We Tried Maker’s Mark’s New Cellar-Aged Bourbon

The innovative new bottle is the distillery’s first age-stated release.

August 22, 2023 5:47 am
A bottle of Maker's Mark Cellar Aged in limestone. The release is the first extra-aged release from the distillery.
Maker's Mark Cellar Aged is first extra-aged bourbon from the distillery.
Maker's Mark

Since the founding of the distillery in 1953, Maker’s Mark has always done things a little differently. From their iconic bottles hand-dipped in red wax to the way they choose to spell “whisky” on their labels, Maker’s blazed its own path. That said, in the 70 years since Bill Samuels Sr. started making bourbon in Loretto, Kentucky, Maker’s Mark has made it a point not to stray too far.

But scores of loyal Maker’s fanatics have been clamoring for an extra-aged expression of the brand’s beloved wheated bourbon for years. And the distillery is finally giving the people what they want with their new Maker’s Mark Cellar Aged expression. This blend of 11- and 12-year-old bourbon is the first Maker’s release to carry an official age statement, but it’s not just the age that makes this whiskey special. To understand why that is, we have to go all the way back to the founding of the distillery.

Purposeful Inefficiency

Bill Samuels Sr., the founder of Maker’s Mark, had a very clear vision of what he wanted his bourbon to taste like: Approachable, smooth, and welcoming. After some consulting with his friend and colleague Julian “Pappy” Van Winkle, Bill Samuels Sr. opted to use red winter wheat as the flavoring grain in the mash bill instead of the more affordable and common rye. The mash bill of 70% corn, 16% wheat and 14% malted barley is the only recipe that Maker’s has ever, and will ever, distill.

“Fundamentally, [Bill Samuels Sr.] was a craftsman and an obsessive. He didn’t always have the most business ambition,” says Rob Samuels, 8th-generation whiskey maker, and managing director at Maker’s Mark. This focus on craft above all else led to a 1981 Wall Street Journal article to respectfully describe the distillery as “a model of purposeful inefficiency.”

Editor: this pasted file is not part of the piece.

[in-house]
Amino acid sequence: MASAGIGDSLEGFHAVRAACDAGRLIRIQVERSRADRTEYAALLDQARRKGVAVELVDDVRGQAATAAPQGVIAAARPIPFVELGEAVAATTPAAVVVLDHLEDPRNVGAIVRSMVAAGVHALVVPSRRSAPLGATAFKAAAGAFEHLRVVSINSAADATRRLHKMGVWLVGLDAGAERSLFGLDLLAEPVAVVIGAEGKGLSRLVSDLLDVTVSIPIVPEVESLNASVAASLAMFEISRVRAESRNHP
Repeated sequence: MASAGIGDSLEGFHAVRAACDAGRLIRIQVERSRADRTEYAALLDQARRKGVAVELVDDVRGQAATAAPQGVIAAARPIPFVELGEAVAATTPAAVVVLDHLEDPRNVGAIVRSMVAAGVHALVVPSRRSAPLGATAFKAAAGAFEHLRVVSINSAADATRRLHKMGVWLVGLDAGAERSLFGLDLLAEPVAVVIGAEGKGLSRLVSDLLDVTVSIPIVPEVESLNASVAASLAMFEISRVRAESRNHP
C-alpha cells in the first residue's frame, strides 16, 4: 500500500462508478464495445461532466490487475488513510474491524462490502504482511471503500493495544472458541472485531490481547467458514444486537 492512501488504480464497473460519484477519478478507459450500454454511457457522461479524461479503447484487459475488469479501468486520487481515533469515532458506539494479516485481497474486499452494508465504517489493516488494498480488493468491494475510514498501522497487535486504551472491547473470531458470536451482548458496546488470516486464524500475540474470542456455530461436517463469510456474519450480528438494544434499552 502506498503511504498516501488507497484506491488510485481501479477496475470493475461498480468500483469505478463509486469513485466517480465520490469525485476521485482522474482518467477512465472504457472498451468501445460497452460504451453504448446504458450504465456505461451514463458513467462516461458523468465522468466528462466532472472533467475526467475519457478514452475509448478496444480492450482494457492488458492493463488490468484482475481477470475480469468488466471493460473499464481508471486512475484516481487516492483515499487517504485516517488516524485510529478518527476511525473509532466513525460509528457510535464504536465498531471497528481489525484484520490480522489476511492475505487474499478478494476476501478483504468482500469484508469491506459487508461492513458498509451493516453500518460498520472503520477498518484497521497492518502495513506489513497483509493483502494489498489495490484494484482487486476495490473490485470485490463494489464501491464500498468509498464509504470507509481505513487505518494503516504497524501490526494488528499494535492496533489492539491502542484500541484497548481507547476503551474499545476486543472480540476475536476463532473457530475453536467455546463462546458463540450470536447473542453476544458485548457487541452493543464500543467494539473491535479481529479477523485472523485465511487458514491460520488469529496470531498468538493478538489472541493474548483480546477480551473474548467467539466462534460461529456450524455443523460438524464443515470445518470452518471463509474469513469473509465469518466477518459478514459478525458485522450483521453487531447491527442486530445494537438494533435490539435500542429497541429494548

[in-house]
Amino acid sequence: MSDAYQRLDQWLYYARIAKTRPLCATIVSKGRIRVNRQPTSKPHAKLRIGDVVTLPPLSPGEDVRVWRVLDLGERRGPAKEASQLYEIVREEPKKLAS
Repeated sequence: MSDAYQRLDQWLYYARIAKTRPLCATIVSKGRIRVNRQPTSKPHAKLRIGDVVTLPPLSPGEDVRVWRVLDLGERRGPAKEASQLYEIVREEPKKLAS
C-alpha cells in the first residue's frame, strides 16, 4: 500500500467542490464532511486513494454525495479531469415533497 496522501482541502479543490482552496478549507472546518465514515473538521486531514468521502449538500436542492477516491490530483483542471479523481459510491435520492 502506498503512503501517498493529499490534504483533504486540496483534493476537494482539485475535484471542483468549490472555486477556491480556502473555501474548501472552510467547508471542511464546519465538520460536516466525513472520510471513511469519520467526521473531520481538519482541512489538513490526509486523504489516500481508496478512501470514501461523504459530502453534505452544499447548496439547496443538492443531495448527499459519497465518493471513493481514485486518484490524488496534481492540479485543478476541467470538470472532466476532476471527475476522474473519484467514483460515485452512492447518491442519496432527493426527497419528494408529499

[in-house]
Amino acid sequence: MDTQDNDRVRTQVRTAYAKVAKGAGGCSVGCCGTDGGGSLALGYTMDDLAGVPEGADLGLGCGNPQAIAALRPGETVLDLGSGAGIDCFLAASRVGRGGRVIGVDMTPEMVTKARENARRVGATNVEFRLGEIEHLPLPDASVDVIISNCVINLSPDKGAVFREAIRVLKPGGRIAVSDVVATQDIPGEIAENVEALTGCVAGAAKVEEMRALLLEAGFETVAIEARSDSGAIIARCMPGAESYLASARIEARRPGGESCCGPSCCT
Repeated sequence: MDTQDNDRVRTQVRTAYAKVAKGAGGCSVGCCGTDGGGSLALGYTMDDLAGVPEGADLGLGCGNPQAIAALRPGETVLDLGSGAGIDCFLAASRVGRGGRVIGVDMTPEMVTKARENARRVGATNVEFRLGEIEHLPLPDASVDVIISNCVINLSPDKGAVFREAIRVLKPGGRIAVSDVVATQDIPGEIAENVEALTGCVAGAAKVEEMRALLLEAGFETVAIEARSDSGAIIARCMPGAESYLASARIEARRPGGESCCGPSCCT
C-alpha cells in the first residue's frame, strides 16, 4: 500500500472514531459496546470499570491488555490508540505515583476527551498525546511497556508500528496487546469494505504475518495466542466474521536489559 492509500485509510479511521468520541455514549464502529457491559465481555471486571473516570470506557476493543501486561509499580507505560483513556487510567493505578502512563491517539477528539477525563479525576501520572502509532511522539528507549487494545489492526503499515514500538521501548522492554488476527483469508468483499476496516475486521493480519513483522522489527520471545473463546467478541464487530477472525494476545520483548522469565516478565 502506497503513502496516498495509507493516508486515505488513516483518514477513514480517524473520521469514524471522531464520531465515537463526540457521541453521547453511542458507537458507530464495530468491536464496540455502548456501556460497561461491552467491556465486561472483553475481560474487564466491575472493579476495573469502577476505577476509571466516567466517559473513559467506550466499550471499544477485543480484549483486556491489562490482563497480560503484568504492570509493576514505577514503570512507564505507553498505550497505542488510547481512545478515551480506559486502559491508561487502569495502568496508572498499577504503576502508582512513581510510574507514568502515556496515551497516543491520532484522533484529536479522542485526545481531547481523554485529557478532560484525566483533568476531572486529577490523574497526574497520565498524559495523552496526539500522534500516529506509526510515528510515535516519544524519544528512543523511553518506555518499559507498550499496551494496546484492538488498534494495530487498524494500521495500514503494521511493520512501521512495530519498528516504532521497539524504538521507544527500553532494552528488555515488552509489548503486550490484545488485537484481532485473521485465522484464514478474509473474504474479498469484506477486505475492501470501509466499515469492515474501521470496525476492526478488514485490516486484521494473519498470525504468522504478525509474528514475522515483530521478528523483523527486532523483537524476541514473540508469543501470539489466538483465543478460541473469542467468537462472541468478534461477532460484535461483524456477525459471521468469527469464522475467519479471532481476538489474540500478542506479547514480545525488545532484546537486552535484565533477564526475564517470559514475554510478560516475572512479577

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The best example of this aspect of Maker’s Mark’s iconoclastic whiskey-making process is their practice of rotating barrels. All newly filled barrels are first placed on the top floor of a warehouse. After two years, the barrels stored at the sweltering heights of their seven-story warehouses are eligible to be rotated to lower levels. The cooler temperature and higher humidity at lower levels cause the barrels to age at a slightly slower, steadier rate. Barrel-aging whiskey is a constant balancing act. “During maturation, you’re continuously creating and destroying flavors,” says Maker’s Mark’s Innovation Manager, Beth Buckner. Rotating the barrels helps maintain consistency, along with helping to avoid the tannic bitterness that Bill Sr. never wanted in his whiskey.

Historically, Maker’s Mark is aged to taste. “We feel like overaged whiskey is the worst,” Samuels says. “Too many tannins from the barrel can present as bitterness and my grandfather wanted no bitterness in his bourbon.” Even though Maker’s Mark controls as many variables as they can, each individual barrel ages at a slightly different pace — some barrels are ready before others. Barrels are pulled for bottling when the tasting panel determines they have reached the ideal degree of maturation before any of the bitter, drying components are imparted by the barrel.